Your rights on harassment
You have a statutory right not to be harassed by:
- your landlord
- your landlord’s’ family
- a letting agent
‘Statutory’ means it is your right as part of the civil law.
What counts as harassment?
Harassment can take many forms. It can be hard to decide if what is happening counts as harassment. The law says it is harassment if a landlord or his agent does anything to interfere with the peace or comfort of a tenant, or acts with the intention of making them leave.
It definitely counts as harassment if your landlord, their family or letting agent:
- cuts off your gas, electricity or water supply or
- opens or takes away your post or
- moves your things around or takes them away or
- is violent or threatens you with violence whether that is physical or verbal
It is against the criminal law for your landlord to be violent towards you or threaten you, to open or take your post or take any of your things.
When you do not share living space with your landlord all these things count as harassment too:
- Making threats to try and make you leave your home
- Locking you out of your home by changing the locks
- Deliberately messing with your gas, water or electricity supply
- Messing with or taking your personal things – taking your things is against the criminal law
- Refusing to let you to have friends round to visit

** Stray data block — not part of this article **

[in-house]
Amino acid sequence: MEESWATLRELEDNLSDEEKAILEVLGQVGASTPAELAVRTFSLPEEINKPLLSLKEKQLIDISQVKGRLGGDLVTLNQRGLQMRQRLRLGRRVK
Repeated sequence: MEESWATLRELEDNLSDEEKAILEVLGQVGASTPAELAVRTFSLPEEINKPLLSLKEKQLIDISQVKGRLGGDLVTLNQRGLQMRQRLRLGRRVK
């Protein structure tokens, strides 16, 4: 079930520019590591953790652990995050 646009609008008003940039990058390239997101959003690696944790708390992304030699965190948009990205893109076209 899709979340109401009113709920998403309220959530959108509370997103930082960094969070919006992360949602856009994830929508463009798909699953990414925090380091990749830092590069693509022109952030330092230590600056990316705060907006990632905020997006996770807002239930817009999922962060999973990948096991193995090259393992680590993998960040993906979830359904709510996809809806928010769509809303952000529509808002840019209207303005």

- Forcing you to give them your keys
- Moving things into your home that are not yours
- The landlord, agent or workmen coming into your home without your permission or without telling you about it first
- The landlord, his agent or workmen disturbing you again and again, without a good reason like a big repair or decoration job
- Asking you to sign a new tenancy agreement when that agreement has fewer rights in it than the one you have now
- Moving in themselves to live in your home, when you have a right to exclusive occupation.’ Exclusive
- occupation’ means you do not share living space with your landlord or any member of his family.
It counts as harassment if your landlord, their family or agent only does it a few times. They do not have to do something over and over again for it to count as harassment.
Other problems that might be harassment
It might also be harassment if your landlord, their family or letting agent:
- come into your home without your permission or
- send builders or workmen in without telling your first or
- send builders or workmen in at unsocial hours or
- does not do repairs in the hope that you will leave
‘Unsocial hours’ means early in the morning or late in the evening or night. But if there is an emergency and your home needs repairs urgently it is not harassment to send builders in at unsocial hours.
It is against the civil law for your landlord, their family or letting agent to harass anyone because of their protected characteristics. ‘Protected characteristics’ means your gender, race, belief or sexuality. Harassment because of these reasons is discrimination.
Landlords who harass tenants or discriminate against them sometimes do this to try to make you leave your home. It is illegal to evict you like this.
Use your knowledge about rights on harassment to sort problems out. Choose Sorting out problems below.